It’s 41 years since the first test-tube baby, Louise Brown, was created, and infertility was very much top of my pile when it came to choosing subjects for my set of novels. Now despite widespread opposition, criticism, vilification, stigma, as many as 8 million babies have been born by IVF. And the endless thirst for knowledge and understanding, coupled with a bottomless pit of compassion, drives researchers and clinicians in this area to seek more and more solutions to the problems couples have in conceiving, or avoiding perpetuating deadly genetic diseases. There’s mileage for several more books to follow on from Paternity, Double Trouble and Saving Sebastian. Did you know, for example, that the success rate for assisted fertility is way way higher (50%) than for natural conception (25%) … plenty of scope to work up a story-line there, huh? Imagine a gang of 35-year-old career girls going to the freezer to select artificially-created sperm … or genetically screened/modified embryos … ticking selection boxes along the way for green eyes, athletic ability, fiery temperament …? Endless possibilities!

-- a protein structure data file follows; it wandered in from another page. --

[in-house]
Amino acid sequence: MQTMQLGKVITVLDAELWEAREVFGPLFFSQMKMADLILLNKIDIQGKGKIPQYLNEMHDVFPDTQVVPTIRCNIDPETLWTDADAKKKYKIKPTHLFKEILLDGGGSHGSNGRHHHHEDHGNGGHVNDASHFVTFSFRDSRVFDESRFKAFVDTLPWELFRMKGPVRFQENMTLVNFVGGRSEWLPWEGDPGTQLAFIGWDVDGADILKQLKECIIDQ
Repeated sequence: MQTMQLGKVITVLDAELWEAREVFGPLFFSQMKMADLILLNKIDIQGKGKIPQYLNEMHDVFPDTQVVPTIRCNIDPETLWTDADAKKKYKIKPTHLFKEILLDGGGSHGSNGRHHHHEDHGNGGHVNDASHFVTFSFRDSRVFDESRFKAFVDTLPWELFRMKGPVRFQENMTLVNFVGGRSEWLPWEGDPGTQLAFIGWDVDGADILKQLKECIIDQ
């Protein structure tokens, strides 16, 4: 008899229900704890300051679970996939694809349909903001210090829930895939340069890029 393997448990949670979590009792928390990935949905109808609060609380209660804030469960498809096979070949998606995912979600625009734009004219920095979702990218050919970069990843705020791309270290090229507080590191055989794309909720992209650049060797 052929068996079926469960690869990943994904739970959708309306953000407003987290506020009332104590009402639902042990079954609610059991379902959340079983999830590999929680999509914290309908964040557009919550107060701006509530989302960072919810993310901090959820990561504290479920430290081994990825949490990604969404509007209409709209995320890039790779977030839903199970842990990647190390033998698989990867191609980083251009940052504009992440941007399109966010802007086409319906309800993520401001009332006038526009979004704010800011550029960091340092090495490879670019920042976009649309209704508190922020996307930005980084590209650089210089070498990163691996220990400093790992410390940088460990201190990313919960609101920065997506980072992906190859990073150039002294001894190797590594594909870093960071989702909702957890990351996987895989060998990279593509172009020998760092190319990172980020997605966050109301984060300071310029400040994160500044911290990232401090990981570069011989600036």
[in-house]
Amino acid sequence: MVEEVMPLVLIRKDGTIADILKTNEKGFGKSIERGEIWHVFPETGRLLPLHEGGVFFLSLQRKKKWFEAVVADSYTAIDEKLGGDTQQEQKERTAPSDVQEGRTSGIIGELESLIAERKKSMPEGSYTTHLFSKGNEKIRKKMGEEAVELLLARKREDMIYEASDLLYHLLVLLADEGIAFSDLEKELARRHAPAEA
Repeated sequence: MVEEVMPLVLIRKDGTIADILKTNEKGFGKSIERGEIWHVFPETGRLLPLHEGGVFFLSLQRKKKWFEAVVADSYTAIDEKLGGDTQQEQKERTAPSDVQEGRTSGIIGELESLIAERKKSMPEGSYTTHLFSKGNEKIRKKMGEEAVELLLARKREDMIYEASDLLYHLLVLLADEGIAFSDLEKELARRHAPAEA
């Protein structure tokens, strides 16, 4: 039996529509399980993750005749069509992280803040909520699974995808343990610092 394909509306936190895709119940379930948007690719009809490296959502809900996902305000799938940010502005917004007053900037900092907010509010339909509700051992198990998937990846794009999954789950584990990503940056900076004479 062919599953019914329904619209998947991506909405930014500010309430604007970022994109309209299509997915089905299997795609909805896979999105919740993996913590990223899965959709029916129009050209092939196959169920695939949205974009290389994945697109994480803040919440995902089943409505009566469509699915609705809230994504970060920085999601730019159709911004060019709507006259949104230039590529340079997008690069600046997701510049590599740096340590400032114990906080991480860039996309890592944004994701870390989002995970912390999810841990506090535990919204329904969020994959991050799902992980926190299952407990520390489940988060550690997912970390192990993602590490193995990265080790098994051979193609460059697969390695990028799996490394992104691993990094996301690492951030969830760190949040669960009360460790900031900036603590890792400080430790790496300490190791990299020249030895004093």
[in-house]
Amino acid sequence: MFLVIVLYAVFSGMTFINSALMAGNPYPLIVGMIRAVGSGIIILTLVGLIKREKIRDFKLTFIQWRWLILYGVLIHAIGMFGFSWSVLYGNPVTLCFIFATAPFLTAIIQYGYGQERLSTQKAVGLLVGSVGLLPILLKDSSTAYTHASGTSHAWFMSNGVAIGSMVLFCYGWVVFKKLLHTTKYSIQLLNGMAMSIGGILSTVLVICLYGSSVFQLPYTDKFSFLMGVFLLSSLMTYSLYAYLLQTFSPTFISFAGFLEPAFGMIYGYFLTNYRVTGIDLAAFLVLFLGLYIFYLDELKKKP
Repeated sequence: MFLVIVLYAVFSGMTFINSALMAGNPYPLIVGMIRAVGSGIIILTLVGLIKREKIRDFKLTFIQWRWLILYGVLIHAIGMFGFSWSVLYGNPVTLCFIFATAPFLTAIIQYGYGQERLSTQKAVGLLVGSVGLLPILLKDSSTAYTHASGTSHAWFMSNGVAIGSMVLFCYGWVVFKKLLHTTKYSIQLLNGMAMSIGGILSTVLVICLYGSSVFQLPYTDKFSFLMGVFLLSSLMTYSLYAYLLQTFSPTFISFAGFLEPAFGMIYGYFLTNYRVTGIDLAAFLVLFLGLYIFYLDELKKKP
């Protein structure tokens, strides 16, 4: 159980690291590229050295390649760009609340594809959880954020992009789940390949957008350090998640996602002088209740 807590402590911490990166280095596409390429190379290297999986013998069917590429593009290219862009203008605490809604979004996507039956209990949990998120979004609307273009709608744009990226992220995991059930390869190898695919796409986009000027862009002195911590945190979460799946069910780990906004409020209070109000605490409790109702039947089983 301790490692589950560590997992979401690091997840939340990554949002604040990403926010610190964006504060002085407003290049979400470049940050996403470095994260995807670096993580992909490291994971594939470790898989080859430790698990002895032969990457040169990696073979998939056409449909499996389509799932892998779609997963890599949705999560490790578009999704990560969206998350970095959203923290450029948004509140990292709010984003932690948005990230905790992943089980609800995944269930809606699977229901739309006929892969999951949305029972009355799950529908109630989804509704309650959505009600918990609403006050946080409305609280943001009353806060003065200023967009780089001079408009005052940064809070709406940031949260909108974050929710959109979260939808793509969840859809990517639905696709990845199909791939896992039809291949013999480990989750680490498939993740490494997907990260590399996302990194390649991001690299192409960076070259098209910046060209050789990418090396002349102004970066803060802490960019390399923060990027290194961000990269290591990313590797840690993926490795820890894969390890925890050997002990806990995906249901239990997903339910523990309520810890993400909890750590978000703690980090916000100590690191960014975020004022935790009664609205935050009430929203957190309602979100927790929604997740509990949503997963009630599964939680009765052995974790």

The statistics on abortion reflect changes in society’s mores and values; programmes like Call the Midwife have increased public awareness of how things have developed in a generation. Add in dating apps, modern career paths, cohabitation, social expectation, fertility statistics … I feel an historical reflective story coming on! I well remember, in the 70s/80s soon after the 1967 Abortion Act was introduced, women coming in for a second, perhaps even third, abortion were looked upon askance. Recent Government figures have highlighted that of almost 68000 abortions carried out in 2017, 1049 were undergoing their fifth abortion and 72 their ninth! And there’s a story behind every one.